Tuesday, October 17, 2006

Grizzly Man (a guest review by Number Three)

Once in a great while, a man degrades himself to metaphor. That rare person ceases to be merely human, and instead becomes an illustration to all humanity. In Grizzly Man, the metaphor of a man is Timothy Treadwell, the real-life and now really dead animal rights activist who spent more than a decade schmoozing with the grizzlies in Alaska. The illustration that he becomes is that of a man who lets the worship of his imagined god spiral him to the depths of utter foolishness.

Here’s the mechanics: Treadwell filmed hundreds of hours of footage while he was living with the bears, and along came the brilliant director Werner Herzog to fashion both a statement and an experience out of it all. It is gripping, moving, haunting, exciting, shocking, exhausting, and frightening. There’s even a bit of cheese and hyperbole, but make no mistake, it’s not a movie you can stop thinking about for weeks after viewing.

This movie is technically a documentary, and there are several occasions where Treadwell’s friends or the creepy coroner are interviewed, but these moments are quickly forgotten when footage of Treadwell’s exploits roll. Treadwell speaks to the camera directly, and thus speaks to us. His intent and use of the footage was to popularize his cause and educate tykes about the “impending danger” that faced the Alaskan bears. This makes for an interesting blend of a movie, because while we are listening to the man and considering his message, we are concurrently watching him descend into madness. And this is exactly what makes the movie so dramatically enticing to watch.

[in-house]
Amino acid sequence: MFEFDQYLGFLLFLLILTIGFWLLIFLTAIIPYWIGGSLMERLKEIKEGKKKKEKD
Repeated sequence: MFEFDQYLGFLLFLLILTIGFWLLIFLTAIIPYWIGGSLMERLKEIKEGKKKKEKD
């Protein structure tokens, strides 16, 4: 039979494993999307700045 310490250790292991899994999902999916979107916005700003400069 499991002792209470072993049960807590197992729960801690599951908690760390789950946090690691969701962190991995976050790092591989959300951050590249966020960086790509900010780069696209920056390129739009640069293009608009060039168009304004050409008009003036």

From the shot of adrenaline that will course through your body when you witness the raw power of those towering grizzlies to the utter amazement and glee you will feel when the foxes arrive, you will most certainly be moved. There are some scenes in this movie which must be experienced. Words fail to describe the awe and wonder of what Treadwell beheld. The strange, emotional tension of it all is that we can’t help but feel that Treadwell is not meant to behold it, and we are not meant to watch him behold it.

I struggle as a reviewer in knowing just how much to reveal about this man. But if the question is, “how far will a man let his god take him?” then the answer is “unto death.” It is then that we must consider if our god is worth dying for. And my own reaction as I watched Treadwell was, “No you fool! That is not worth dying for.” You’ll say the same.

Number Three’s Score:

Mouthspeak (impact of dialog): 12

Watchfeel (impact of visuals): 20

Mouthfeel (overall watchability): 16

Number Three

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